David Lammy MP, the Shadow Secretary of State for Justice, has joined FDA General Secretary Dave Penman and Hauwa Shehu, Chair of the CPS Staff Muslim Network for a discussion to mark Black History Month.
In a wide-ranging session, arranged by the FDA’s CPS section, Lammy spoke of his experiences growing up in Tottenham, his journey into parliament then government, and discussed the 2017 Lammy Review into racial discrimination in the criminal justice system. He also reflected on what the Black Lives Matter movement means to him and the work there is still to do to combat racism.
Speaking to members via Zoom, Lammy talked of growing up in the working class, ethnically-diverse Tottenham of the late 70s and early 80s, and the huge challenges faced by first generation immigrant children in schools at the time – including being prevented from sitting O-Levels: “On every level discrimination was happening.” He, however, was fortunate to get a lucky break, becoming a cathedral chorister in Peterborough. This environment allowed him to flourish academically and, inspired by a character from the TV series LA Law, he went to Harvard Law School and became a lawyer. However, when dealing with cases, he increasingly found himself asking “Why is this kid in prison? Why has this business gone bankrupt?” This lead him away from law and into politics.
Entering the House of Commons as a 27-year-old, he says he experienced “a kind of imposter syndrome”, and found the corridors of power daunting, having never even been to Parliament before being elected. Serving as a minister across a number of departments, he found it difficult to effect change, but was proud to work on important issues affecting his community, such as diabetes at the Department of Health and legal aid at the Ministry of Justice.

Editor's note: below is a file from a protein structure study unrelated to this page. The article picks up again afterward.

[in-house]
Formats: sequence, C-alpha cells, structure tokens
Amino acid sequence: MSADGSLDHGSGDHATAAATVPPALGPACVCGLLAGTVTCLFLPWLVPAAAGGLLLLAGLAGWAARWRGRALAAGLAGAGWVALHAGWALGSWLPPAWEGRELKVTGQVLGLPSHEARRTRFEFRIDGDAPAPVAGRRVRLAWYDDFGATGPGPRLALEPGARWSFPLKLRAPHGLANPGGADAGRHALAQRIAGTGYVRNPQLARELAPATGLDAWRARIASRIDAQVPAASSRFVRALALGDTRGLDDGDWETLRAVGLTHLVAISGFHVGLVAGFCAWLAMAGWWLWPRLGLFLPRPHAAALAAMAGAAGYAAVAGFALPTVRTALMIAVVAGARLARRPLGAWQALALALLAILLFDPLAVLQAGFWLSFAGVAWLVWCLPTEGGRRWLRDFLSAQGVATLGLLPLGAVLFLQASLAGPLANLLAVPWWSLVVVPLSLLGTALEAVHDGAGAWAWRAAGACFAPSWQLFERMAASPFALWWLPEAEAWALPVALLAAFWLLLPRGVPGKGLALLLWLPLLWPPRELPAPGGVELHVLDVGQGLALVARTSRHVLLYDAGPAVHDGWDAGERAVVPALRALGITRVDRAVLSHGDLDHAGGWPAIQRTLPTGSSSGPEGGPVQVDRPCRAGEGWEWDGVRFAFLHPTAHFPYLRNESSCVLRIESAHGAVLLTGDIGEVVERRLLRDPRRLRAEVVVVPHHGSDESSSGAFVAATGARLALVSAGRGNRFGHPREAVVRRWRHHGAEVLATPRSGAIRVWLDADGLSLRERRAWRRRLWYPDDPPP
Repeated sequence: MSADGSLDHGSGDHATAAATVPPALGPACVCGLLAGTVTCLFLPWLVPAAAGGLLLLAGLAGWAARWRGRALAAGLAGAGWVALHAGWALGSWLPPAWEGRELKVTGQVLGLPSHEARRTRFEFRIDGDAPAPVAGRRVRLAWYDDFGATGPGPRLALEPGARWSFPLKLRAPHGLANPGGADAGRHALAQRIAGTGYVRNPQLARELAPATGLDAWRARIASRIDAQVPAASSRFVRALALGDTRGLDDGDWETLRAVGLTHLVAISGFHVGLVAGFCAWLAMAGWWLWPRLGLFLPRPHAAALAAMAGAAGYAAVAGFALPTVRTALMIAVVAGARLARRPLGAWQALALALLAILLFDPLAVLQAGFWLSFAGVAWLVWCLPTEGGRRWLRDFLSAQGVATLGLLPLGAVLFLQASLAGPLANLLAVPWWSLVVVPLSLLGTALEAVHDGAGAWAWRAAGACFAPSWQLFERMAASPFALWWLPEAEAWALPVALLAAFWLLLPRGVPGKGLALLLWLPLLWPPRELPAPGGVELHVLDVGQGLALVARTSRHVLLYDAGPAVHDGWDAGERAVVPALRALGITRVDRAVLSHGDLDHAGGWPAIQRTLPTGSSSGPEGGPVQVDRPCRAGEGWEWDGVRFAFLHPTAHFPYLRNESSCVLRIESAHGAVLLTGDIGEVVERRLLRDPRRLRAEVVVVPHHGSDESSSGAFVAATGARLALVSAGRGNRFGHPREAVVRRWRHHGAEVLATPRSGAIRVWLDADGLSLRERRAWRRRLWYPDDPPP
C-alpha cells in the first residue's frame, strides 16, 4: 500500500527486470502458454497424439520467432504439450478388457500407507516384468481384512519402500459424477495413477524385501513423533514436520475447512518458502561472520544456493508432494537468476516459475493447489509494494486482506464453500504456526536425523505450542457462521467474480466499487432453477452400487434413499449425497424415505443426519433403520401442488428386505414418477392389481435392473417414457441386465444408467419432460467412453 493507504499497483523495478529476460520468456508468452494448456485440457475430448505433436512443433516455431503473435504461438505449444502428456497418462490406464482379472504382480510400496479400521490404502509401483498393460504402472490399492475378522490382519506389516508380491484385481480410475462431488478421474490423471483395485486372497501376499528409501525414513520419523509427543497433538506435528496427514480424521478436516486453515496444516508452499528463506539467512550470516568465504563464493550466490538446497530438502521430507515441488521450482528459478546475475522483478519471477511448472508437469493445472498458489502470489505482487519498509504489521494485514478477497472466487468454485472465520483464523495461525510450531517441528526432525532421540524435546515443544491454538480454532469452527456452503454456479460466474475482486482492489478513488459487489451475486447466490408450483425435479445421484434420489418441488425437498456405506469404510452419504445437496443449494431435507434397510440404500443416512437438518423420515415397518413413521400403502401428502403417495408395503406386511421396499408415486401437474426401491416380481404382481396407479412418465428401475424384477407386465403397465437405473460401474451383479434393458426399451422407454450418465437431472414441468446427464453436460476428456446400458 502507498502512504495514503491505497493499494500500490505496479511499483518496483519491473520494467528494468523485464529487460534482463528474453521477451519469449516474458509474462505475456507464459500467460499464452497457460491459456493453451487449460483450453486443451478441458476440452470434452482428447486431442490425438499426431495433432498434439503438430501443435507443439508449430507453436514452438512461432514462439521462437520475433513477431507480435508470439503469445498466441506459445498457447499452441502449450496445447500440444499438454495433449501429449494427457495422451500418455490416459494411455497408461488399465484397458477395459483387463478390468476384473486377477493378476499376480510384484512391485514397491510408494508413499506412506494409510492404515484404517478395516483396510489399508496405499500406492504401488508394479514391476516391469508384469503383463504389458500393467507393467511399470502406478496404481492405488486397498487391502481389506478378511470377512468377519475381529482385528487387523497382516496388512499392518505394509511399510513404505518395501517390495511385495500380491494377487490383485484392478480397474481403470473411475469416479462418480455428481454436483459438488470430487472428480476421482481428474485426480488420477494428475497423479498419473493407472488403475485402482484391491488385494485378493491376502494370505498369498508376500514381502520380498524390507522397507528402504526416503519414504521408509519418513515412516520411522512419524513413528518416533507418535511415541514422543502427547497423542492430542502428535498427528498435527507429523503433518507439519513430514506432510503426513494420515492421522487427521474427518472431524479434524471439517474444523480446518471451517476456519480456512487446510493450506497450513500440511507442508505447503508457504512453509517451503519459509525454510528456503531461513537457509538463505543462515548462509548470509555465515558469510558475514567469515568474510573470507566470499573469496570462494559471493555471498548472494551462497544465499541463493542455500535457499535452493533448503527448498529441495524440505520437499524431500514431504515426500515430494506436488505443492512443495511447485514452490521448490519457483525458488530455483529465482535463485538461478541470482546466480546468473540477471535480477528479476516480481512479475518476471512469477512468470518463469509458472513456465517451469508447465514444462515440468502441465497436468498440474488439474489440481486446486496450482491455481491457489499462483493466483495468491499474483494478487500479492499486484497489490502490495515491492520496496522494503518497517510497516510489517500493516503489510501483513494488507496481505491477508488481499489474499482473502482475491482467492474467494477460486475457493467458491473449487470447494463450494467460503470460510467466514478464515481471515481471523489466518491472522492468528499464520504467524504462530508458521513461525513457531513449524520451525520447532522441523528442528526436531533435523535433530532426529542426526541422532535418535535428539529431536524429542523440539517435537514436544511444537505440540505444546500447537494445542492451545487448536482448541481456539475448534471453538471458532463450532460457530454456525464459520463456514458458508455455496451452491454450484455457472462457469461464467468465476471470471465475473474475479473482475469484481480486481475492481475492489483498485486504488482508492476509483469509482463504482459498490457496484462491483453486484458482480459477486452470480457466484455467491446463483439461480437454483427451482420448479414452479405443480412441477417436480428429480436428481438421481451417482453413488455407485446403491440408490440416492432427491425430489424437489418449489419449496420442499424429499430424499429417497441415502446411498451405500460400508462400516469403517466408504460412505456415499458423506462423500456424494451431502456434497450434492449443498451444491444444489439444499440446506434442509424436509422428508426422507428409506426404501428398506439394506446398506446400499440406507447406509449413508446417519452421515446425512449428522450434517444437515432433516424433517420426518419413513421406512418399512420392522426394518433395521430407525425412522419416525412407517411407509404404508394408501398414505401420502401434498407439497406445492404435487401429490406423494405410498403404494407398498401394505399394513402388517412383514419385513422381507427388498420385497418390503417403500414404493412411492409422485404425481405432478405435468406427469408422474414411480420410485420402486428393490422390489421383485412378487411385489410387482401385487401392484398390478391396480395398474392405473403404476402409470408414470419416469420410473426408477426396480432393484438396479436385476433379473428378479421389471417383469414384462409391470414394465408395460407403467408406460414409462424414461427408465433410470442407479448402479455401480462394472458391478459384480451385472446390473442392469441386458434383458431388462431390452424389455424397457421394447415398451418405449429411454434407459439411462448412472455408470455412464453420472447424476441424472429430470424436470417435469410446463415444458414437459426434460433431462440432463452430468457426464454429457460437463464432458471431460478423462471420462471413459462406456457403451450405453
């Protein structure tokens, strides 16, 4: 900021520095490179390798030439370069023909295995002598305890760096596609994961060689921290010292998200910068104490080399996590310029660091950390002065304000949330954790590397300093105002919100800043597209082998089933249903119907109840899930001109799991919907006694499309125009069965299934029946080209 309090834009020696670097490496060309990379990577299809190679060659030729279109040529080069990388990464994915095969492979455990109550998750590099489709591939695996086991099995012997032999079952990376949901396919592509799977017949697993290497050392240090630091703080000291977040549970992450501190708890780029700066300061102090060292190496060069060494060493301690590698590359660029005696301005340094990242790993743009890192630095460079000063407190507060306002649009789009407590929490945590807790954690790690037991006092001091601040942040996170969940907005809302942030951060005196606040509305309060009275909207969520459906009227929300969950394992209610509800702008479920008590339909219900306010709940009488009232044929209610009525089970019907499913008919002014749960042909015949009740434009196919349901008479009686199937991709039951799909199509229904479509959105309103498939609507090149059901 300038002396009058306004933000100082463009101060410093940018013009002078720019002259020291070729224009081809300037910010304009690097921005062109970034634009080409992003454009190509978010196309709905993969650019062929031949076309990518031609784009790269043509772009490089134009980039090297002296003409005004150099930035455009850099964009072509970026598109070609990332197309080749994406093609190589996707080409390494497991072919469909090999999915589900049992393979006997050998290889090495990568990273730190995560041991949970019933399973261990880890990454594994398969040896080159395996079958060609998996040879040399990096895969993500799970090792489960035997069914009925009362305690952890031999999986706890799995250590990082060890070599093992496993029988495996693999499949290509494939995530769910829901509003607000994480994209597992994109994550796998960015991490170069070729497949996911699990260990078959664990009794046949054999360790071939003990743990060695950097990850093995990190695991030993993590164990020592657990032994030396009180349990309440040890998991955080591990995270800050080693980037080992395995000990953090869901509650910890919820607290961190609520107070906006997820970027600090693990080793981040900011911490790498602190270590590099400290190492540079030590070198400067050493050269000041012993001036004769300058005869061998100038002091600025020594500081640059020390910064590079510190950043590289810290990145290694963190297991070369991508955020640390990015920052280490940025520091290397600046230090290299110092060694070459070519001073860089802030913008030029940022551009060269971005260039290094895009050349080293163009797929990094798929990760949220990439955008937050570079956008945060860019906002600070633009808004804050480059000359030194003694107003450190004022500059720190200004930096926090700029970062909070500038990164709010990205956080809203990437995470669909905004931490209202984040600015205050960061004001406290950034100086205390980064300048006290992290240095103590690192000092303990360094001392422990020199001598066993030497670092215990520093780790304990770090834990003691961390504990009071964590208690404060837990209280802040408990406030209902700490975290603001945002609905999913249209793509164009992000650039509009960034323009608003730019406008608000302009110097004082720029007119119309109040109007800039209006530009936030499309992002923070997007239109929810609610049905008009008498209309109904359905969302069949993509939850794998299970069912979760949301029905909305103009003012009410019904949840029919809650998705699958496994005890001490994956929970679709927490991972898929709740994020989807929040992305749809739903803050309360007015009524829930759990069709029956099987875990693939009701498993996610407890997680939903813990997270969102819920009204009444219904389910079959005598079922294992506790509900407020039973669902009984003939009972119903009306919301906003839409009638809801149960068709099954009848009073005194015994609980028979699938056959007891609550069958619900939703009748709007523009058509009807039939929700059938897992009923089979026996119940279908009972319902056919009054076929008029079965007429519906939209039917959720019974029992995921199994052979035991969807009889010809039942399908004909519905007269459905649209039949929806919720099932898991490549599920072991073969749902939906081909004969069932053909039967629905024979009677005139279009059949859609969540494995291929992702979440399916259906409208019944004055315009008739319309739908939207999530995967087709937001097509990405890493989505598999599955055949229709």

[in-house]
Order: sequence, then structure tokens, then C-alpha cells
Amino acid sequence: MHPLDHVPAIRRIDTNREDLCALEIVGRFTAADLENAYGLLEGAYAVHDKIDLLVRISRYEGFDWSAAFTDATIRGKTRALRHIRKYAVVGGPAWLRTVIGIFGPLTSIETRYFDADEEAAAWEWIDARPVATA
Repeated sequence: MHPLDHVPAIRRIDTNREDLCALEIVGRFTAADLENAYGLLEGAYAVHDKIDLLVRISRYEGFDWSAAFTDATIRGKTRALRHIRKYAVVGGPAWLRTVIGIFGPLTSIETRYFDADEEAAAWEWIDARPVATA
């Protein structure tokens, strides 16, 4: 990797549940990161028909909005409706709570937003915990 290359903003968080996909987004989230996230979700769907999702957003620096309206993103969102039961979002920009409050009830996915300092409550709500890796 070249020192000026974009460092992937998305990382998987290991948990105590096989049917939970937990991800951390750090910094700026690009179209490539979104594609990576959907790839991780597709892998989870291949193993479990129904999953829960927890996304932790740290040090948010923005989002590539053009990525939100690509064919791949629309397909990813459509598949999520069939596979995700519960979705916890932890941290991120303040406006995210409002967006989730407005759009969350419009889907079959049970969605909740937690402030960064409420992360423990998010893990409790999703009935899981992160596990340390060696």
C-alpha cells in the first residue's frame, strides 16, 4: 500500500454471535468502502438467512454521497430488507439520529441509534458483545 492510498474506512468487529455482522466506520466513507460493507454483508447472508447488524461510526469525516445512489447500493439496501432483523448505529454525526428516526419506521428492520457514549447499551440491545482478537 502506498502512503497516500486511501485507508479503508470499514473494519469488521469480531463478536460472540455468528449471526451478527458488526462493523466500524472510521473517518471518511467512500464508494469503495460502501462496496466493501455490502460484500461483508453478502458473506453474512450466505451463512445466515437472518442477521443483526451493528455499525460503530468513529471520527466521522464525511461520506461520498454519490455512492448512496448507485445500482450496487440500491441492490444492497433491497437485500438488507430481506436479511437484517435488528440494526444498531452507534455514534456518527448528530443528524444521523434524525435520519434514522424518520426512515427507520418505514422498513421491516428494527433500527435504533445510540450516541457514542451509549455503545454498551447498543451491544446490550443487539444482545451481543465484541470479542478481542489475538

Having spent the years following the 2010 general election on the backbenches, campaigning on issues such as Brexit and Grenfell, Lammy was asked by David Cameron to undertake a review of the criminal justice system in 2016. He spoke highly of the civil servants who worked on the review and the advice and resources he had available, and was proud to be able to deliver a report that achieved cross-party consensus.
Questioned about the review’s findings in relation to the CPS, Lammy acknowledged that, relative to other parts of the justice system, the CPS was “in a different league”, with a diverse workforce, including at senior levels, and this was important in setting the tone in an organisation, and that there was a better peer approach to decision making. He pointed out that the CPS had long been an organisation where a black lawyer could find a place when that hadn’t been the case in other areas of the law. However, Lammy was keen to stress that while the organisation came out of the review fairly well, that was certainly “not an excuse to sit on your laurels.”
He also reflected on the Sylvia Denman Report of 2001, which had found the CPS to be institutionally racist. He thought this had been a massive catalyst for change which had provoked a lot of internal reflection, meaning the organisation had really faced up to a lot of challenges early on.
Thinking about the events of 2020, Lammy focussed on the frustration felt among the black community, particularly young people, about the “constant going round the wheel” of reviews and recommendations, without anything actually being taken forward. He, however, thinks the scale and depth of the response to the killing of George Floyd shows “there is now a serious appetite to move this dial forward”. Across organisations, he suggested, Diversity and Inclusion is now not just something for HR, but a top priority for Chief Executives.
Finally, when asked about the role that trade unions had played, and still had to play, in the fight against racism, Lammy said that trade unions “had been in the business of racial justice for years”, and still had a vital role to play in combatting discrimination.